On an afternoon in fall 2016, Meghan McPherson sat in a plush maroon swivel chair in a Long Island nail salon, where the TV blared about Hurricane Matthew’s impending arrival. Working on McPherson’s cuticles, the Mandarin-speaking owner, Katrina Zhan, mentioned she was having trouble understanding everything the newscasters were saying about the storm, which was churning up the Atlantic seaboard. Would the impact be as bad in New York as in North Carolina?
“We want to stay safe, too,” Zhan told McPherson, who works nearby as the assistant director of Adelphi University’s Center for Health Innovation. Those words, McPherson says now, brought to mind the gap between existing resiliency efforts in North Hempstead—the town where the salon is located—and a population that needs them most.
As an emergency preparedness expert, McPherson was aware of how vulnerable service workers like Zhan can be in the face of disaster, particularly since immigrants with limited English skills and transportation means hold these jobs in disproportionate numbers. They’re also often the last ones to evacuate in the event of an emergency. As the journalist David Rohde observed in 2012, Manhattan residents were ordering deliveries and shopping for groceries up to an hour or so before Hurricane Sandy made landfall in 2012—and legions of cooks, cashiers, and hotel laborers were still on the job serving them, many working because they couldn’t afford the lost wages.
McPherson showed Zhan a short hazard-prep PSA produced in 2015 by Adelphi and North Hempstead officials with subtitles in Mandarin, the second-most spoken language in town. Zhan was surprised and relieved to see hear the tips—stash spare batteries and plenty of water, more or less—in words she understood. But McPherson realized the video wasn’t doing its job if Zhan and her staff had never seen it.
Hurricane Matthew wound up sparing New York, but disaster risks are on the rise with a changing climate. So McPherson set out to paper every salon in town with notices on how to plan, prepare, and evacuate in anticipation of natural hazards and terror attacks. North Hempstead’s public officials gave her their blessing. “If we can make emergency preparedness information more accessible for these populations by translating it into their native languages, then we have an obligation to do so,” says Judi Bosworth, North Hempstead’s town supervisor. McPherson personally identified and visited more than 120 salons in five days, handing out more than 400 pamphlets.
On the front page: a friendly greeting from local leaders and Adelphi. Inside: FEMA’s official guide on how to prepare and plan for emergencies, printed in English, Mandarin, Vietnamese, Korean, and Spanish—plus translated explanations on how to use 311.
Some salon staffers didn’t know what to make of her when she bustled in, carrying documents stamped with the seal of a federal agency; many immigrant workers in Nassau County are undocumented. But McPherson gamely carried her university badge with her, and assured concerned workers that she wasn’t seeking personal information. She simply wanted to make sure they stayed safe. “I got hugs and thank you’s,” she says. “This information is empowering.”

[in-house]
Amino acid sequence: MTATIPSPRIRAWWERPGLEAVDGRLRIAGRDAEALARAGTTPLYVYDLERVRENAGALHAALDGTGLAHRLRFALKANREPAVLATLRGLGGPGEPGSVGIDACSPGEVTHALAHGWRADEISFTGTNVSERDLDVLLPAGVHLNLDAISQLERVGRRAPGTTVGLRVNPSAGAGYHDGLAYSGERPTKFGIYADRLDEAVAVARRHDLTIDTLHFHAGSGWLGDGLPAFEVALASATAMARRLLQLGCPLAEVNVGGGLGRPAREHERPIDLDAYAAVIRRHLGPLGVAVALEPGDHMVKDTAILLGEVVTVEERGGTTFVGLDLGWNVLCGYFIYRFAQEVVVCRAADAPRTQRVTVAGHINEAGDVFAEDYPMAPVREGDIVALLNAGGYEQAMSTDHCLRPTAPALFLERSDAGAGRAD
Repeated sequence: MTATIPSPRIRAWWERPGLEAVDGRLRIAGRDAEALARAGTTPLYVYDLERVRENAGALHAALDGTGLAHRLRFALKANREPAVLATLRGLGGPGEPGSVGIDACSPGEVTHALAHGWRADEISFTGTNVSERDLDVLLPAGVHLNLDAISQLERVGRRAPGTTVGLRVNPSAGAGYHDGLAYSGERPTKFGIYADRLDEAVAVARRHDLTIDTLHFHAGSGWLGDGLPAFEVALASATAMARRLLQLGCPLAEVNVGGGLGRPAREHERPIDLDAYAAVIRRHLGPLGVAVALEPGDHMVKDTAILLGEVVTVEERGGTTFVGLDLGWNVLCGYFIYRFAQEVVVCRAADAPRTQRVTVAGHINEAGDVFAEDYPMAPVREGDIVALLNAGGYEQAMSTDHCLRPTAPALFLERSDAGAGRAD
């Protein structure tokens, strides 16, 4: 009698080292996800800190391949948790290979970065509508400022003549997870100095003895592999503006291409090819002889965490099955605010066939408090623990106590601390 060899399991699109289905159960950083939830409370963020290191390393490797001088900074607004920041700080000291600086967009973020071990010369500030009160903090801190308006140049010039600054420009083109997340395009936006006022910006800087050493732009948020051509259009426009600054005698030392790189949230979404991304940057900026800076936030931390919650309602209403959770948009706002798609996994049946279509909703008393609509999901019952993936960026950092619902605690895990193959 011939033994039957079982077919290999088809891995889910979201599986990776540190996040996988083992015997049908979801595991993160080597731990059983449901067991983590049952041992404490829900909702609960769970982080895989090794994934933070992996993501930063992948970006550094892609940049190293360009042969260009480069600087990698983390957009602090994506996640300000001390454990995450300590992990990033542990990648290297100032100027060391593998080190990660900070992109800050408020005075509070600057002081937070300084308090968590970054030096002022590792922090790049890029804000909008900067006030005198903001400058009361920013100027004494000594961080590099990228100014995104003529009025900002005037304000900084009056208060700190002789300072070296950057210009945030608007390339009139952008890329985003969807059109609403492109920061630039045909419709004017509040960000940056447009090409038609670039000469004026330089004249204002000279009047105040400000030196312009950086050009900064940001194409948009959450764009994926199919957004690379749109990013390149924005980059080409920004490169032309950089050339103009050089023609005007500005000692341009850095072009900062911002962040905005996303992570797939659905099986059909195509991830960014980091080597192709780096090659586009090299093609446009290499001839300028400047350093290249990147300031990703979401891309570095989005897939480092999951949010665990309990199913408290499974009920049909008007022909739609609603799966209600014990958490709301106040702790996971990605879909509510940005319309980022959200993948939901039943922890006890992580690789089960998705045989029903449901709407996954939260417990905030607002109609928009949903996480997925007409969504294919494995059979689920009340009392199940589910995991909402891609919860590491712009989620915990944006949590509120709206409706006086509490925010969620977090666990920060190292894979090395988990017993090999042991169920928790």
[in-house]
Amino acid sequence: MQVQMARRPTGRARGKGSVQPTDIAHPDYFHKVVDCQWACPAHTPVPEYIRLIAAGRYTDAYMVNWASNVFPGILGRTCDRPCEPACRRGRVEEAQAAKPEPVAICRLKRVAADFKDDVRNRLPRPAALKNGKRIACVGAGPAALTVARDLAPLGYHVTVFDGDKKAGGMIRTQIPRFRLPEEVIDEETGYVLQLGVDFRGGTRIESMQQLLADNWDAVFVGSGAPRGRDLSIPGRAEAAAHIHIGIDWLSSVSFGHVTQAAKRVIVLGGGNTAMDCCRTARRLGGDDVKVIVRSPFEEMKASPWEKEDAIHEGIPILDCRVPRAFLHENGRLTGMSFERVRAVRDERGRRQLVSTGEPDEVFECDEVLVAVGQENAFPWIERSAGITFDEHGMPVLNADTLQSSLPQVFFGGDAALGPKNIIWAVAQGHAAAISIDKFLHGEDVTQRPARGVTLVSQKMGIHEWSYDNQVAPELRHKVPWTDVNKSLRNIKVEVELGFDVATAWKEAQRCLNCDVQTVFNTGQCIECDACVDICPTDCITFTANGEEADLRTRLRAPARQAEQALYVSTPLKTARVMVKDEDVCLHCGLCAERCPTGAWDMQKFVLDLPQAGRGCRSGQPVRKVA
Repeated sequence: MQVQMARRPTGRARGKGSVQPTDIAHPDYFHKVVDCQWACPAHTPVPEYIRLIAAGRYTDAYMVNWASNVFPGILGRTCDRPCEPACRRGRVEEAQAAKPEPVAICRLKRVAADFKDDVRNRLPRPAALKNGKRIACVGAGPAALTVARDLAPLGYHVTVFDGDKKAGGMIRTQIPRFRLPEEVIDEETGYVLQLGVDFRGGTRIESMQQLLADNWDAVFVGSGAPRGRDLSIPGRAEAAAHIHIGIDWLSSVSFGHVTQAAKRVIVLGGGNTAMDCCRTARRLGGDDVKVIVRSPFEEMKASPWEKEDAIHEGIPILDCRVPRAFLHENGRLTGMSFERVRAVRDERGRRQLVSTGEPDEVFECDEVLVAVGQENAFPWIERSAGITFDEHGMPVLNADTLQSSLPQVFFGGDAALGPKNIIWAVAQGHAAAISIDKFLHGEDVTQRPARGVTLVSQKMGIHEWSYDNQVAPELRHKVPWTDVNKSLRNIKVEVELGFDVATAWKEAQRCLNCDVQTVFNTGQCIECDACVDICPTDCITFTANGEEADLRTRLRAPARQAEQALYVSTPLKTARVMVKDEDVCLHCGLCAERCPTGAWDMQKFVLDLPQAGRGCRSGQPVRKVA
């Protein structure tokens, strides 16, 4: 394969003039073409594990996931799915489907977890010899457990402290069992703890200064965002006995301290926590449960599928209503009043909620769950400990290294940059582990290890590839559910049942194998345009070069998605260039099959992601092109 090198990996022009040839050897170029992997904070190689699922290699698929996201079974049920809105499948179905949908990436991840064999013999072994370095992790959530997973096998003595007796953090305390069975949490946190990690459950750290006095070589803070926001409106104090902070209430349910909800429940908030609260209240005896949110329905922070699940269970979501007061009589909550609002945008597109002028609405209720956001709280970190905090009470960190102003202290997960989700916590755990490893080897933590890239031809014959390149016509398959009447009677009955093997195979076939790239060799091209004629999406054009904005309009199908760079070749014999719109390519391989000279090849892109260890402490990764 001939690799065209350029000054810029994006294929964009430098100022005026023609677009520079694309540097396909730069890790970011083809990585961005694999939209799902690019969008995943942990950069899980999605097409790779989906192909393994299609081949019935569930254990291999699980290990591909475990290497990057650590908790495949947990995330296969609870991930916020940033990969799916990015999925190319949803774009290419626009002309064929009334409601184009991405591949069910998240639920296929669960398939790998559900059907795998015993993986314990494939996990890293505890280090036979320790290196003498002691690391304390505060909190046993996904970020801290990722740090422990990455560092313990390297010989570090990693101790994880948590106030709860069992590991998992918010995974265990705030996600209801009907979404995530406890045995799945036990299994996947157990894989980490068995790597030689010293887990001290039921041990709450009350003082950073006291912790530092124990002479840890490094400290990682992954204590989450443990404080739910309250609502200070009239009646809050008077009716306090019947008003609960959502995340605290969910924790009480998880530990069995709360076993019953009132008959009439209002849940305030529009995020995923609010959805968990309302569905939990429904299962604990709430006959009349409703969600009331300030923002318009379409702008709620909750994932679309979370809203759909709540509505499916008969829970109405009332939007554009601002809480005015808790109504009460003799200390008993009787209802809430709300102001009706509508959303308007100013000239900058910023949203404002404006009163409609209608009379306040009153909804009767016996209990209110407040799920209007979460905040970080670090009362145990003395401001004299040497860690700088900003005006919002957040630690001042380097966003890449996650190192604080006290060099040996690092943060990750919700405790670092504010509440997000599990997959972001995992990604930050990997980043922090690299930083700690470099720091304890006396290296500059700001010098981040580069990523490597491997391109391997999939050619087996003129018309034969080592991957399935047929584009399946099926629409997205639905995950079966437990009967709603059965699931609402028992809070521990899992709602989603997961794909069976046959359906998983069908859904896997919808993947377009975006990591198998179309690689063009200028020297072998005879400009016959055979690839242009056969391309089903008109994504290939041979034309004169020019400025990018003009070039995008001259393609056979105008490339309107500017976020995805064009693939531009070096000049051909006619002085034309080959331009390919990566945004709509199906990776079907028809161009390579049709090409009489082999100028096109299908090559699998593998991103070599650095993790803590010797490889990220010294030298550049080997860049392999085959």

Seated in her spotless salon, Polish Couture, on a Thursday morning in April, Zhan says that not all of the suggestions were new to her; candles, for example, she already knew to keep on hand. But the gesture was bigger than the information itself. “American people doing this for Asian people—it feels good,” she says. “Because many people are just working for the American people.”
McPherson’s work puts a twist on a tried-and-true style of community outreach. Local governments around the greater New York City area have emergency preparedness outreach programs in churches and schools. But connecting directly with workplaces might be a smarter tactic: That’s often where people are spending the majority of their time.
McPherson hopes to scale up her outreach efforts to the Spanish-speaking workforce of North Hampstead’s 1,000-plus restaurants. She’ll have to recruit Spanish-speaking colleagues from Adelphi to do it, but she says it’s essential that they physically visit every single location. It takes more than bottled water and batteries to help communities bounce back from disaster, after all; research shows that neighborhoods with high levels of cohesion and trust can see fewer fatalities and recover faster than those without.
For non-English-speaking immigrants already living and working on the fringes of urban society, a positive connection with a local institution may be even more meaningful today, given President Trump’s anti-immigrant rhetoric and policies—and proposed cuts to FEMA. “In this current administration, it is even more important to reach out to our neighbors who are immigrants and tell them what an important part of our community they are,” says McPherson. “I can’t think of a more important way than to say that we want them to be safe.”